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Comment author: ciphergoth 17 January 2010 05:30:29PM 0 points [-]

I mentioned "Player of Games" above.

Comment author: daos 17 January 2010 06:29:27PM *  0 points [-]

duly noted. i missed it before amongst all the BSG and ST dicussions.. good choice btw - i've always considered it to be one of his best.

Comment author: komponisto 05 January 2010 12:03:25PM 8 points [-]

Okay, so....a confession.

In a fairly recent little-noticed comment, I let slip that I differ from many folks here in what some may regard as an important way: I was not raised on science fiction.

I'll be more specific here: I think I've seen one of the Star Wars films (the one about the kid who apparently grows up to become the villain in the other films). I have enough cursory familiarity with the Star Trek franchise to be able to use phrases like "Spock bias" and make the occasional reference to the Starship Enterprise (except I later found out that the reference in that post was wrong, since the Enterprise is actually supposed to travel faster than light -- oops), but little more. I recall having enjoyed the "Tripod" series, and maybe one or two other, similar books, when they were read aloud to me in elementary school. And of course I like Yudkowsky's parables, including "Three Worlds Collide", as much as the next LW reader.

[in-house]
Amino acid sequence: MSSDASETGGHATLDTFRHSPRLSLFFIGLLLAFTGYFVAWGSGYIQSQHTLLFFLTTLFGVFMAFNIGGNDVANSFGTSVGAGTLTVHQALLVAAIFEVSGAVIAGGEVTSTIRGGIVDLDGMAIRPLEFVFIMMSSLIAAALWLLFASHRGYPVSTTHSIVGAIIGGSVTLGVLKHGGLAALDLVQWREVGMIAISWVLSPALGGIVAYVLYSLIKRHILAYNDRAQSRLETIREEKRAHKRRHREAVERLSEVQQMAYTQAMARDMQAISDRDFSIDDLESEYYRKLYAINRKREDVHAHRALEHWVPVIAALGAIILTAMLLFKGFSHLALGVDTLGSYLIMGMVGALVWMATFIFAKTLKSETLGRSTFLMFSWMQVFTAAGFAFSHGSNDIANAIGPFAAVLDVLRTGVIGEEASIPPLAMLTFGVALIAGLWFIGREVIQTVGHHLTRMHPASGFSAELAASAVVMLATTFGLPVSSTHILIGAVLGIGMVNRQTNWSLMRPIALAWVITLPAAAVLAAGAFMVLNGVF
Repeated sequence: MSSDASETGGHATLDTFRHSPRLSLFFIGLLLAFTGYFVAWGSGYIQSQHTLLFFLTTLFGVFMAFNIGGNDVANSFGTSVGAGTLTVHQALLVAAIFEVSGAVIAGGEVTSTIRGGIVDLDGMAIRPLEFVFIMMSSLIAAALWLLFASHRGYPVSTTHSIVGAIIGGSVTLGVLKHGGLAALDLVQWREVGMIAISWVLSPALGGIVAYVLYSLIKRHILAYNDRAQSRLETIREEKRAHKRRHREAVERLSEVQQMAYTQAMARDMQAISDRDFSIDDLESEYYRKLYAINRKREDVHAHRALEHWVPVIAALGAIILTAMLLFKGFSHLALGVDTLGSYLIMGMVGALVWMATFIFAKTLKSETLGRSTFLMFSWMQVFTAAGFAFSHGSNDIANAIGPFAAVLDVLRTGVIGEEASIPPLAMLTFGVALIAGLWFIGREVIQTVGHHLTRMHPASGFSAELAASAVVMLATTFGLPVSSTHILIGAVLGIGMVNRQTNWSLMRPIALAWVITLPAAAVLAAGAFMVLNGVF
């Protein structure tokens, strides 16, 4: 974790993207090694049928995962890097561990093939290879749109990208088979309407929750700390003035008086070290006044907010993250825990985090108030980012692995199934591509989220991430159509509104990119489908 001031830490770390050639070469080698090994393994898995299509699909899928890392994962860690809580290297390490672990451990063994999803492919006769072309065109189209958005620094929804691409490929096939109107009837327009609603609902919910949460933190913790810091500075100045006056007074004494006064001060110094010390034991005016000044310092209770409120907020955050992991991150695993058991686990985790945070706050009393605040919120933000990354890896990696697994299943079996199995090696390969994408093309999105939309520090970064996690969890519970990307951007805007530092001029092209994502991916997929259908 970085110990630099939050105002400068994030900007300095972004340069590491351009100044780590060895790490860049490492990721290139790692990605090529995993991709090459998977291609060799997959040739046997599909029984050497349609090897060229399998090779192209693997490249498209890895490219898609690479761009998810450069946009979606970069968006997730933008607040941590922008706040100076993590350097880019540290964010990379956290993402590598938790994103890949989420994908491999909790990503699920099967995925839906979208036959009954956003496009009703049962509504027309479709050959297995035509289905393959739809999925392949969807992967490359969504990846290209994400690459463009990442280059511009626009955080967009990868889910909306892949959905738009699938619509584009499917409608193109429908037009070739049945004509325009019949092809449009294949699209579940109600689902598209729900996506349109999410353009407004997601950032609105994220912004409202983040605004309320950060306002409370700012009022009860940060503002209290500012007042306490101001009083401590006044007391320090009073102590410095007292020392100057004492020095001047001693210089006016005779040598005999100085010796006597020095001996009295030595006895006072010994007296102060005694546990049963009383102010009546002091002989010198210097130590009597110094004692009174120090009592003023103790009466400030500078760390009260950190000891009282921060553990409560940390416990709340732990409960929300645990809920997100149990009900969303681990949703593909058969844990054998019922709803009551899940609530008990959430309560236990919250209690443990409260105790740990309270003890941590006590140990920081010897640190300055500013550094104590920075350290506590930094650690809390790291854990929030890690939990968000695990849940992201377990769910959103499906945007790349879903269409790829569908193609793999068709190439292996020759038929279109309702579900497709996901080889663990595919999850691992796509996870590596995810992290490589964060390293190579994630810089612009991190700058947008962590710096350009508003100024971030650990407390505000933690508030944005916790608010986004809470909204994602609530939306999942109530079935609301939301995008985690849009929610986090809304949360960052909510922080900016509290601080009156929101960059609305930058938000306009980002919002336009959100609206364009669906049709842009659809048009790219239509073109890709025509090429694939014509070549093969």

But that's about the extent of my personal acquaintance with the genre.

Now, people keep telling me that I should read more science fiction; in fact, they're often quite surprised that I haven't. So maybe, while we're doing these New Year's Resolutions, I can "resolve" to perhaps, maybe, some time, actually do that (if I can ever manage to squeeze it in between actually doing work and procrastinating on the Internet).

Problem is, there seems to be a lot of it out there. How would a newcomer know where to start?

Well, what better place to ask than here, a place where many would cite this type of literature as formative with respect to developing their saner-and-more-interesting-than-average worldviews?

Alicorn recommended John Scalzi (thanks). What say others?

Comment author: daos 17 January 2010 05:01:01PM 2 points [-]

many good recommendations so far but unbelievably nobody has yet mentioned Iain M. Banks' series of 'Culture' novels based on a humanoid society (the 'Culture') run by incredibly powerful AI's known as 'Minds'.

highly engaging books which deal with much of what a possible highly technologically advanced post singularity society might be like in terms of morality, politics, philosophy etc. they are far fetched and a lot of fun. here's the list to date:

  • Consider Phlebas (1987)
  • The Player of Games (1988)
  • Use of Weapons (1990)
  • Excession (1996)
  • Inversions (1998)
  • Look to Windward (2000)
  • Matter (2008)

they are not consecutive so reading order isn't that important though it is nice to follow their evolution from the perspective of the writing.